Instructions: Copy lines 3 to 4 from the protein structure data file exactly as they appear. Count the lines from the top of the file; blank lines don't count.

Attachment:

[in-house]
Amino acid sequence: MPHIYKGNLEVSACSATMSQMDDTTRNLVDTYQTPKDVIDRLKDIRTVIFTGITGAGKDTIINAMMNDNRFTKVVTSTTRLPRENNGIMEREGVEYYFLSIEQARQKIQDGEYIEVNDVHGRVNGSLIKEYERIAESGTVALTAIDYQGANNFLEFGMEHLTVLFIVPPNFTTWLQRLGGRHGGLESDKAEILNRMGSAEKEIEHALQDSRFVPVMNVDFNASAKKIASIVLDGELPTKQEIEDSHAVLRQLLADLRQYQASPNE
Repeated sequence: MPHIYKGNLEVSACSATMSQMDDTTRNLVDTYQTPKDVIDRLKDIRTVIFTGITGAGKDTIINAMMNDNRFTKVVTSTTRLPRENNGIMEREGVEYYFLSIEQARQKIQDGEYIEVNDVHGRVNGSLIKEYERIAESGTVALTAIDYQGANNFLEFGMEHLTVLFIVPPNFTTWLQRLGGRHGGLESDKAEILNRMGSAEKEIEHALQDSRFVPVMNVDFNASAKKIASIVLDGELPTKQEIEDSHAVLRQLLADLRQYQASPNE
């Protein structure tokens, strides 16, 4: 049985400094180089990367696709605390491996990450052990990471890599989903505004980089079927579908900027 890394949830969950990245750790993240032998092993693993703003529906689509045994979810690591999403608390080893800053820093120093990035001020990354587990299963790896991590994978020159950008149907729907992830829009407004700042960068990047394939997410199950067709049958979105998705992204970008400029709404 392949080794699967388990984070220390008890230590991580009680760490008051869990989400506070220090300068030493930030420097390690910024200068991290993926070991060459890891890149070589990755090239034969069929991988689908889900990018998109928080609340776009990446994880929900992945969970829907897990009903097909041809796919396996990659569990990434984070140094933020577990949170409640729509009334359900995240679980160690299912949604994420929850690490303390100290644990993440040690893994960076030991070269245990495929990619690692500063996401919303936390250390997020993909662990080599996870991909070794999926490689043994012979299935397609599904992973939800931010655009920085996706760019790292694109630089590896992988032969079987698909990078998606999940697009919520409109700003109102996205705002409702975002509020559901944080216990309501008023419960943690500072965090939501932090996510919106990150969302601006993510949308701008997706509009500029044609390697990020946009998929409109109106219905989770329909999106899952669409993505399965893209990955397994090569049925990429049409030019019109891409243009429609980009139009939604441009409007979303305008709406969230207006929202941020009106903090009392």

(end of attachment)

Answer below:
Repeated sequence: MPHIYKGNLEVSACSATMSQMDDTTRNLVDTYQTPKDVIDRLKDIRTVIFTGITGAGKDTIINAMMNDNRFTKVVTSTTRLPRENNGIMEREGVEYYFLSIEQARQKIQDGEYIEVNDVHGRVNGSLIKEYERIAESGTVALTAIDYQGANNFLEFGMEHLTVLFIVPPNFTTWLQRLGGRHGGLESDKAEILNRMGSAEKEIEHALQDSRFVPVMNVDFNASAKKIASIVLDGELPTKQEIEDSHAVLRQLLADLRQYQASPNE
């Protein structure tokens, strides 16, 4: 049985400094180089990367696709605390491996990450052990990471890599989903505004980089079927579908900027 890394949830969950990245750790993240032998092993693993703003529906689509045994979810690591999403608390080893800053820093120093990035001020990354587990299963790896991590994978020159950008149907729907992830829009407004700042960068990047394939997410199950067709049958979105998705992204970008400029709404 392949080794699967388990984070220390008890230590991580009680760490008051869990989400506070220090300068030493930030420097390690910024200068991290993926070991060459890891890149070589990755090239034969069929991988689908889900990018998109928080609340776009990446994880929900992945969970829907897990009903097909041809796919396996990659569990990434984070140094933020577990949170409640729509009334359900995240679980160690299912949604994420929850690490303390100290644990993440040690893994960076030991070269245990495929990619690692500063996401919303936390250390997020993909662990080599996870991909070794999926490689043994012979299935397609599904992973939800931010655009920085996706760019790292694109630089590896992988032969079987698909990078998606999940697009919520409109700003109102996205705002409702975002509020559901944080216990309501008023419960943690500072965090939501932090996510919106990150969302601006993510949308701008997706509009500029044609390697990020946009998929409109109106219905989770329909999106899952669409993505399965893209990955397994090569049925990429049409030019019109891409243009429609980009139009939604441009409007979303305008709406969230207006929202941020009106903090009392």